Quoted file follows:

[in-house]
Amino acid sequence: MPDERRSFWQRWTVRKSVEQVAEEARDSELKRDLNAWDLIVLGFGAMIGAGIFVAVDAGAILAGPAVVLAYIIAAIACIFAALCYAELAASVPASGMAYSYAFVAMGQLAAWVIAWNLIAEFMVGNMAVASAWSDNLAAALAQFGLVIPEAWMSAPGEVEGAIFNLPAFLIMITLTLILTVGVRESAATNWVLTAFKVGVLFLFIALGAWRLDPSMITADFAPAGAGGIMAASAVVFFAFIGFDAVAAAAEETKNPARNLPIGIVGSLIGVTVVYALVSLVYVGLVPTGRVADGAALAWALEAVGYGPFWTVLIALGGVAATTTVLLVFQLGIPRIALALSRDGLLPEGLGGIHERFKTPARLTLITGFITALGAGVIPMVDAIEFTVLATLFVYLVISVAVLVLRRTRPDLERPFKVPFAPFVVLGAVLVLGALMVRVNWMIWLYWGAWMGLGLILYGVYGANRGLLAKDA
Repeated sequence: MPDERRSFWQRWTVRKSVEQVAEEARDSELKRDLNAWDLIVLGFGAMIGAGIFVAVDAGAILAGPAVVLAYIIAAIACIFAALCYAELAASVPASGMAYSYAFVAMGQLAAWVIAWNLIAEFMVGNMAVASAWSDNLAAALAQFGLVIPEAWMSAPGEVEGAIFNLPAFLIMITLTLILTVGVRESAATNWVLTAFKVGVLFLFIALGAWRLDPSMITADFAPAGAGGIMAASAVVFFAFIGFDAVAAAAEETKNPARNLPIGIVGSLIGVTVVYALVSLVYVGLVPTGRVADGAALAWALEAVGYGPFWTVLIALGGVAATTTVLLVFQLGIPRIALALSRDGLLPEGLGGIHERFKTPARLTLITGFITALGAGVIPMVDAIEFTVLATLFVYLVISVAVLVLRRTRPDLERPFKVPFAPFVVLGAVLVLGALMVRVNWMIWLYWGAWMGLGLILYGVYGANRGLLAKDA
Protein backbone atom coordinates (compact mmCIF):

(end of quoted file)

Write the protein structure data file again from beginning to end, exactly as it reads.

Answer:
[in-house]
Amino acid sequence: MPDERRSFWQRWTVRKSVEQVAEEARDSELKRDLNAWDLIVLGFGAMIGAGIFVAVDAGAILAGPAVVLAYIIAAIACIFAALCYAELAASVPASGMAYSYAFVAMGQLAAWVIAWNLIAEFMVGNMAVASAWSDNLAAALAQFGLVIPEAWMSAPGEVEGAIFNLPAFLIMITLTLILTVGVRESAATNWVLTAFKVGVLFLFIALGAWRLDPSMITADFAPAGAGGIMAASAVVFFAFIGFDAVAAAAEETKNPARNLPIGIVGSLIGVTVVYALVSLVYVGLVPTGRVADGAALAWALEAVGYGPFWTVLIALGGVAATTTVLLVFQLGIPRIALALSRDGLLPEGLGGIHERFKTPARLTLITGFITALGAGVIPMVDAIEFTVLATLFVYLVISVAVLVLRRTRPDLERPFKVPFAPFVVLGAVLVLGALMVRVNWMIWLYWGAWMGLGLILYGVYGANRGLLAKDA
Repeated sequence: MPDERRSFWQRWTVRKSVEQVAEEARDSELKRDLNAWDLIVLGFGAMIGAGIFVAVDAGAILAGPAVVLAYIIAAIACIFAALCYAELAASVPASGMAYSYAFVAMGQLAAWVIAWNLIAEFMVGNMAVASAWSDNLAAALAQFGLVIPEAWMSAPGEVEGAIFNLPAFLIMITLTLILTVGVRESAATNWVLTAFKVGVLFLFIALGAWRLDPSMITADFAPAGAGGIMAASAVVFFAFIGFDAVAAAAEETKNPARNLPIGIVGSLIGVTVVYALVSLVYVGLVPTGRVADGAALAWALEAVGYGPFWTVLIALGGVAATTTVLLVFQLGIPRIALALSRDGLLPEGLGGIHERFKTPARLTLITGFITALGAGVIPMVDAIEFTVLATLFVYLVISVAVLVLRRTRPDLERPFKVPFAPFVVLGAVLVLGALMVRVNWMIWLYWGAWMGLGLILYGVYGANRGLLAKDA
Protein backbone atom coordinates (compact mmCIF):